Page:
How Claire Walker and Hannah Essex joined forces to ensure they could have it all
The Female Authors Bringing Working Class Voices to the Front
Layla Haidrani looks at this positive cultural shift
Working-class culture in the UK has long oscillated between being fetishised and vilified. From high fashion brands co-opting working class fashion to artists appropriating working class culture, rarely have we seen working-class people talk about their lived experiences on their own terms. This also translates to the written word. Though thankfully, there’s been much needed strides in the publishing world to platform the voices of Britain’s LGBT and POC communities, what remains largely absent are working class voices.
But why is it that narrative of working-class stories has for the most part been depicted primarily as tales of poverty and pain? Don’t readers deserve to hear about the diversities of their experiences? As author Kit de Waal who edited Common People: An Anthology of Working-Class Writers so pertinently puts it, “there are a hundred different ways to be working class”. Prize-winning short fiction writer Jenny Knight, who contributed to Common People, agrees: “So much I’d read was about trying to ‘escape’ (my roots) and I’d rarely found my experiences not skewed into misery, caricature or stereotype.”
It’s clear then that we’re long overdue an honest and realistic portrayal of working-class lives in fiction and non-fiction. So, it’s refreshing that several new voices have emerged this year, dedicated to showcasing the multiplicities of working-class lives. Take Kerry Hudson’s Lowborn: Growing Up, Getting Away and Returning to Britain’s Poorest Towns where Hudson revisits the Northern neighbourhoods of her turbulent childhood. Or Jessica Andrews’ debut Saltwater, a searing tale told in fragments about a young girl who dreams of the bright, heady lights of London and all its potential, a world away from her working-class roots in Sunderland but later ends up seeking solace in her grandfather’s cottage in Donegal. Meanwhile, Cash Carraway’s memoir Skint Estate depicts in raw, unflinching detail of life below the poverty line, from a women’s refuge to peep shows, where there isn’t a safety net to catch her and her daughter. And of course, the Common People anthology and written exclusively by working-class writers in a variety of formats including memories, essays and poetry redefining what it means to see the world through their eyes.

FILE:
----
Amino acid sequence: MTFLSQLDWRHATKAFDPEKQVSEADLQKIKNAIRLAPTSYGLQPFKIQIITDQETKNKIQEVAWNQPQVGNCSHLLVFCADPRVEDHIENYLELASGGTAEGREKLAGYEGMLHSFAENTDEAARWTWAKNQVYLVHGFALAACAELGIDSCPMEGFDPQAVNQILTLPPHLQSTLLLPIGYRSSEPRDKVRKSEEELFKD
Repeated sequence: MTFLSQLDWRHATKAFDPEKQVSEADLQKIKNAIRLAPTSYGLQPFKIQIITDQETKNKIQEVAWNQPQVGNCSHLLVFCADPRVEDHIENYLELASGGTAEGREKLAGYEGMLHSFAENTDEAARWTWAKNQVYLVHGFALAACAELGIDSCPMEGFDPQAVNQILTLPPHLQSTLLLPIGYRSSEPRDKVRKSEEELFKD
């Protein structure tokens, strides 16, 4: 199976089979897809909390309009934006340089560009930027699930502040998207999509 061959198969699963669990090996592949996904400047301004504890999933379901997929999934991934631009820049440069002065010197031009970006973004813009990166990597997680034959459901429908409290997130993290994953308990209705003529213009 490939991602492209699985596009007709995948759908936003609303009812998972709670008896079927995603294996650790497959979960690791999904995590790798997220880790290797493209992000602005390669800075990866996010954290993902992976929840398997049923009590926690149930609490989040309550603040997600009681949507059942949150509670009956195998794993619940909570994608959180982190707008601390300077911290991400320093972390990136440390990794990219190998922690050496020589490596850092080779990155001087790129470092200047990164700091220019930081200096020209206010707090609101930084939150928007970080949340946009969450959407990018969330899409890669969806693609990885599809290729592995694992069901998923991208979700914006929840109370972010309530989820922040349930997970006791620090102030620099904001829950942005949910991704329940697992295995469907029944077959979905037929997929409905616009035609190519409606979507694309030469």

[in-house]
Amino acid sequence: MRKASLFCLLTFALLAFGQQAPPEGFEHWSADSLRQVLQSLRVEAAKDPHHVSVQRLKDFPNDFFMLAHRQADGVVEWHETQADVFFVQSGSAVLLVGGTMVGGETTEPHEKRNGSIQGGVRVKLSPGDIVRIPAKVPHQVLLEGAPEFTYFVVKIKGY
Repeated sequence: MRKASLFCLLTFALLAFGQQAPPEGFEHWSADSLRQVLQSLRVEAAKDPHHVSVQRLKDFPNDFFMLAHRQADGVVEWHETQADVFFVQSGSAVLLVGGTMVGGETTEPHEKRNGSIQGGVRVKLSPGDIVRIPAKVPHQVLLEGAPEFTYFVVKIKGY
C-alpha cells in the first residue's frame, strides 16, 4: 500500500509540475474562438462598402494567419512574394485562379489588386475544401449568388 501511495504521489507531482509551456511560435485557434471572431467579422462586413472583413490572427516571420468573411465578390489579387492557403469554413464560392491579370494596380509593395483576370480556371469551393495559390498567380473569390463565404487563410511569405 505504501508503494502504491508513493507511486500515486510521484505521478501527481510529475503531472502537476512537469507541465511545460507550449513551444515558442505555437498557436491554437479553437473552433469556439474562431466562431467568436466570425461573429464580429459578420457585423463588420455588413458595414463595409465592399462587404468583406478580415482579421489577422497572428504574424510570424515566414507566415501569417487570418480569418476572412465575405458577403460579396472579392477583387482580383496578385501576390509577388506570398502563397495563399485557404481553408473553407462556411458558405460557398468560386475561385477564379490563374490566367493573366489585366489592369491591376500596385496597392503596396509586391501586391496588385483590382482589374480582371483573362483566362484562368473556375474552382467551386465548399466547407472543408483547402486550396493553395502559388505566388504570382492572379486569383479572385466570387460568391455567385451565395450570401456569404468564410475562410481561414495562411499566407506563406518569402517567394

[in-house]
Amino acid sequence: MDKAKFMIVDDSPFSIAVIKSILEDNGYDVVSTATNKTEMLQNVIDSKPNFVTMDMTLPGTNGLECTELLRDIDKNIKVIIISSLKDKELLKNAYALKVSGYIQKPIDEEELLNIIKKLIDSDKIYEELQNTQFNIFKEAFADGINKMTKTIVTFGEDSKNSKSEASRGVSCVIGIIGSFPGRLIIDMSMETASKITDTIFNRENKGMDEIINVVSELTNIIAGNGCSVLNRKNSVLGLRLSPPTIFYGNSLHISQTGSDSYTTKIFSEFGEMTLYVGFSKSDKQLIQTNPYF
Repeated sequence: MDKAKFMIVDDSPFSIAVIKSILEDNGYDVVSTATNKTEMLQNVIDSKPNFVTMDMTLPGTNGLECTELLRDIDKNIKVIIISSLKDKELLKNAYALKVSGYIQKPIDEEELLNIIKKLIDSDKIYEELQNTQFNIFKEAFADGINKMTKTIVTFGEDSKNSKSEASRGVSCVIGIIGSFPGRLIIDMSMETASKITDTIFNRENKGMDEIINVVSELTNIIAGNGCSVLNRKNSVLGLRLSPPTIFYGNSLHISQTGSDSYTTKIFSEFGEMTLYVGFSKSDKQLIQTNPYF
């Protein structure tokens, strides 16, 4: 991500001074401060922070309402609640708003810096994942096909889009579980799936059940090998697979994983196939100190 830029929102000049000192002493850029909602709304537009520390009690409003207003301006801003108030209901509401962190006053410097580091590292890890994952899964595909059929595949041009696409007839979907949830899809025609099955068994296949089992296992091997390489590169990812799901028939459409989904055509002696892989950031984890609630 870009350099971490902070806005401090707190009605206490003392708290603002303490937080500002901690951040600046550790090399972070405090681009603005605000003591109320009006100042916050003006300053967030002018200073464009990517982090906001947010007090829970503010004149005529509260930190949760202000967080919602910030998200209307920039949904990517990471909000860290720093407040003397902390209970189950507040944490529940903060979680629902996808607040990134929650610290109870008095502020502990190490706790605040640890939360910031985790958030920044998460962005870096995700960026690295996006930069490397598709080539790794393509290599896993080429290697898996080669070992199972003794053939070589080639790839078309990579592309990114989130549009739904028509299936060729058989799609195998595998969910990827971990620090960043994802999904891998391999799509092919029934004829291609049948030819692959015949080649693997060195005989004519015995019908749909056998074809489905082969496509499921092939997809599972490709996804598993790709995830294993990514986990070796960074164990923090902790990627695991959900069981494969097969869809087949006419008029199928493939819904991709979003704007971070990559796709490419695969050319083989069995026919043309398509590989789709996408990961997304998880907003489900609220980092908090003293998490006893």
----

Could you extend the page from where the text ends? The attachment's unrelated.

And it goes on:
Given that these books offer more than simply grit and are equally full of hopes and dreams, could publishing then be heralding a new era for women working-class writers? Andrews is inclined to agree. “I think there’s definitely a movement building, which is very exciting to see,” she tells Restless. “It’s been very illuminating to me how many young, northern, working-class women have contacted me or come to events and said that they had never read anything close to their own lives in a book before.”
Kit de Waal echoes Andrews’ thoughts: “Common People has achieved (what) I set out to do: to showcase the brilliant writing of working-class people, to show the world what we are capable of and that there is talent aplenty in working class communities.”
Knight too cites the anthology as having a “large part to play” in paving the way for better representation. “People are starting to see the working-class experience as richer, more varied and more relatable to far more people than thought previously,” she says.
For many of the authors I spoke to, they cite their working-class identity shaping their writing positively due to their varied life experiences. “Sliding between worlds is a gift to a writer; you experience so many aspects of life,” Knight muses. This is something Andrews can attest to. “I feel like I’ve lived in the world a lot. I’ve worked lots of different jobs, lived in lots of different places and encountered lots of different kinds of people,” she says.